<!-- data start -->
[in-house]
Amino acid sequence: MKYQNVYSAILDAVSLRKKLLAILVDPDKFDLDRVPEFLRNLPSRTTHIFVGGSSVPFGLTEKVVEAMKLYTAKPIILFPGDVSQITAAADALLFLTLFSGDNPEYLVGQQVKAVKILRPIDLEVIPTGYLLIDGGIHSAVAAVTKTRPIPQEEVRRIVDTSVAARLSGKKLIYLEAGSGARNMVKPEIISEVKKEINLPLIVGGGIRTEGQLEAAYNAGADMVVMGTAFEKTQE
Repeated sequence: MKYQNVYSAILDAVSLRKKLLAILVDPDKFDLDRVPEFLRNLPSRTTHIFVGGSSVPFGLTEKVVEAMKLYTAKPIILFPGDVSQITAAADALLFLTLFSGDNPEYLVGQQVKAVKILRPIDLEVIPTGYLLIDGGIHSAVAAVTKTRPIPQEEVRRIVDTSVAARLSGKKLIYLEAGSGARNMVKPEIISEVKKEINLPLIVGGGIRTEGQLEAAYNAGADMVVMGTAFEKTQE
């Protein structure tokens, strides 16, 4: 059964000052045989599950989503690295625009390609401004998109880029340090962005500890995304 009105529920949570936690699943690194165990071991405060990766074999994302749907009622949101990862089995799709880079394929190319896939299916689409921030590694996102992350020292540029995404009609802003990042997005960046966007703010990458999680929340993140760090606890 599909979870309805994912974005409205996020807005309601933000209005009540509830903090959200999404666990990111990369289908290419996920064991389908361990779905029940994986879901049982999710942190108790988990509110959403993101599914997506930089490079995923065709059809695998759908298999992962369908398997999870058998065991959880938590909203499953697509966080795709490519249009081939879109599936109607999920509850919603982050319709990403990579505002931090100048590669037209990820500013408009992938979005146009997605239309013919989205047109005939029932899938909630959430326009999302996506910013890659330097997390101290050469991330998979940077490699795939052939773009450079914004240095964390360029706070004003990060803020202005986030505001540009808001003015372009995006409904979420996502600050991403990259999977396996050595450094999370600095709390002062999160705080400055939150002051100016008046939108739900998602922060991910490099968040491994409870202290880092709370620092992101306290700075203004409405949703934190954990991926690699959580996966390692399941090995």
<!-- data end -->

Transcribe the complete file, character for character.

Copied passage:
[in-house]
Amino acid sequence: MKYQNVYSAILDAVSLRKKLLAILVDPDKFDLDRVPEFLRNLPSRTTHIFVGGSSVPFGLTEKVVEAMKLYTAKPIILFPGDVSQITAAADALLFLTLFSGDNPEYLVGQQVKAVKILRPIDLEVIPTGYLLIDGGIHSAVAAVTKTRPIPQEEVRRIVDTSVAARLSGKKLIYLEAGSGARNMVKPEIISEVKKEINLPLIVGGGIRTEGQLEAAYNAGADMVVMGTAFEKTQE
Repeated sequence: MKYQNVYSAILDAVSLRKKLLAILVDPDKFDLDRVPEFLRNLPSRTTHIFVGGSSVPFGLTEKVVEAMKLYTAKPIILFPGDVSQITAAADALLFLTLFSGDNPEYLVGQQVKAVKILRPIDLEVIPTGYLLIDGGIHSAVAAVTKTRPIPQEEVRRIVDTSVAARLSGKKLIYLEAGSGARNMVKPEIISEVKKEINLPLIVGGGIRTEGQLEAAYNAGADMVVMGTAFEKTQE
């Protein structure tokens, strides 16, 4: 059964000052045989599950989503690295625009390609401004998109880029340090962005500890995304 009105529920949570936690699943690194165990071991405060990766074999994302749907009622949101990862089995799709880079394929190319896939299916689409921030590694996102992350020292540029995404009609802003990042997005960046966007703010990458999680929340993140760090606890 599909979870309805994912974005409205996020807005309601933000209005009540509830903090959200999404666990990111990369289908290419996920064991389908361990779905029940994986879901049982999710942190108790988990509110959403993101599914997506930089490079995923065709059809695998759908298999992962369908398997999870058998065991959880938590909203499953697509966080795709490519249009081939879109599936109607999920509850919603982050319709990403990579505002931090100048590669037209990820500013408009992938979005146009997605239309013919989205047109005939029932899938909630959430326009999302996506910013890659330097997390101290050469991330998979940077490699795939052939773009450079914004240095964390360029706070004003990060803020202005986030505001540009808001003015372009995006409904979420996502600050991403990259999977396996050595450094999370600095709390002062999160705080400055939150002051100016008046939108739900998602922060991910490099968040491994409870202290880092709370620092992101306290700075203004409405949703934190954990991926690699959580996966390692399941090995």